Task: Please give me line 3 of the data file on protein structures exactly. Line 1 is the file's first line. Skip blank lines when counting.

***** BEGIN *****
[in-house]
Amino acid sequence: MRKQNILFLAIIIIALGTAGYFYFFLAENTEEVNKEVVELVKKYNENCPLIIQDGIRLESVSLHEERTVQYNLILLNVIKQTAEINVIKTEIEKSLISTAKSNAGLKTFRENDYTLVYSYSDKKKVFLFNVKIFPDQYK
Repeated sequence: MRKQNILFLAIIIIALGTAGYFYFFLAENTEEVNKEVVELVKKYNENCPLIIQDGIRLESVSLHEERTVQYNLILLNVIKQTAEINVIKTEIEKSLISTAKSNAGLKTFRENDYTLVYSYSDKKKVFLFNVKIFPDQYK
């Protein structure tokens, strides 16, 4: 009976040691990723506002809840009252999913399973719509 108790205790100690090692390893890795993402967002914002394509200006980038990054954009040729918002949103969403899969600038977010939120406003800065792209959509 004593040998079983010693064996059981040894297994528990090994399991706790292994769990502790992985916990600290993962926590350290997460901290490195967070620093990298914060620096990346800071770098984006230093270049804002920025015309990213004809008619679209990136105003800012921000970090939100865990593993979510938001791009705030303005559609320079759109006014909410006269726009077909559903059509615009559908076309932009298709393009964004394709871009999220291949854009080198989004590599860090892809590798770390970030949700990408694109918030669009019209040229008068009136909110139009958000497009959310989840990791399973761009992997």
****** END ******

Repeated sequence: MRKQNILFLAIIIIALGTAGYFYFFLAENTEEVNKEVVELVKKYNENCPLIIQDGIRLESVSLHEERTVQYNLILLNVIKQTAEINVIKTEIEKSLISTAKSNAGLKTFRENDYTLVYSYSDKKKVFLFNVKIFPDQYK